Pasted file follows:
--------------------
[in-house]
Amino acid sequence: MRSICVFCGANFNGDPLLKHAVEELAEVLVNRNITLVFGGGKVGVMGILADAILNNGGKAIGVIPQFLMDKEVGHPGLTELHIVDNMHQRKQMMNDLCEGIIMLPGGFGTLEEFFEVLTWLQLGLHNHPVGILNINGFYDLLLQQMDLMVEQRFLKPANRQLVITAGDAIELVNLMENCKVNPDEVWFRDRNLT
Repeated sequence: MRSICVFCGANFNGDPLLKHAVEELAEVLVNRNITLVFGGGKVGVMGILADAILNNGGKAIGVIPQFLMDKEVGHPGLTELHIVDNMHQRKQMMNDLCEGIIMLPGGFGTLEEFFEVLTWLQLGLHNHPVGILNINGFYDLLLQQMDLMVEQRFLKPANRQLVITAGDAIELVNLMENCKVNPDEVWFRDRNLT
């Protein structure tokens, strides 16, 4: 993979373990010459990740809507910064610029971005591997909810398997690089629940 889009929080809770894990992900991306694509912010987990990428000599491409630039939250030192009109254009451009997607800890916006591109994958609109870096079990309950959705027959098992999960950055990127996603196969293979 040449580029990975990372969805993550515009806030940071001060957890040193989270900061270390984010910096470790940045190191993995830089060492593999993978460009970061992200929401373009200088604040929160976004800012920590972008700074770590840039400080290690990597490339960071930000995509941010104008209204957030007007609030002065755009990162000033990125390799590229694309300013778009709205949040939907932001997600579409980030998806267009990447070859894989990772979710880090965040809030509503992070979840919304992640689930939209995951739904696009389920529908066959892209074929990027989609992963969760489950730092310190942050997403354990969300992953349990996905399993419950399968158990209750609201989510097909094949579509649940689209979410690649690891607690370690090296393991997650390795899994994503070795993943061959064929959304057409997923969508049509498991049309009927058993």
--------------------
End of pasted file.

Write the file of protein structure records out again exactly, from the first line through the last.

[in-house]
Amino acid sequence: MRSICVFCGANFNGDPLLKHAVEELAEVLVNRNITLVFGGGKVGVMGILADAILNNGGKAIGVIPQFLMDKEVGHPGLTELHIVDNMHQRKQMMNDLCEGIIMLPGGFGTLEEFFEVLTWLQLGLHNHPVGILNINGFYDLLLQQMDLMVEQRFLKPANRQLVITAGDAIELVNLMENCKVNPDEVWFRDRNLT
Repeated sequence: MRSICVFCGANFNGDPLLKHAVEELAEVLVNRNITLVFGGGKVGVMGILADAILNNGGKAIGVIPQFLMDKEVGHPGLTELHIVDNMHQRKQMMNDLCEGIIMLPGGFGTLEEFFEVLTWLQLGLHNHPVGILNINGFYDLLLQQMDLMVEQRFLKPANRQLVITAGDAIELVNLMENCKVNPDEVWFRDRNLT
């Protein structure tokens, strides 16, 4: 993979373990010459990740809507910064610029971005591997909810398997690089629940 889009929080809770894990992900991306694509912010987990990428000599491409630039939250030192009109254009451009997607800890916006591109994958609109870096079990309950959705027959098992999960950055990127996603196969293979 040449580029990975990372969805993550515009806030940071001060957890040193989270900061270390984010910096470790940045190191993995830089060492593999993978460009970061992200929401373009200088604040929160976004800012920590972008700074770590840039400080290690990597490339960071930000995509941010104008209204957030007007609030002065755009990162000033990125390799590229694309300013778009709205949040939907932001997600579409980030998806267009990447070859894989990772979710880090965040809030509503992070979840919304992640689930939209995951739904696009389920529908066959892209074929990027989609992963969760489950730092310190942050997403354990969300992953349990996905399993419950399968158990209750609201989510097909094949579509649940689209979410690649690891607690370690090296393991997650390795899994994503070795993943061959064929959304057409997923969508049509498991049309009927058993």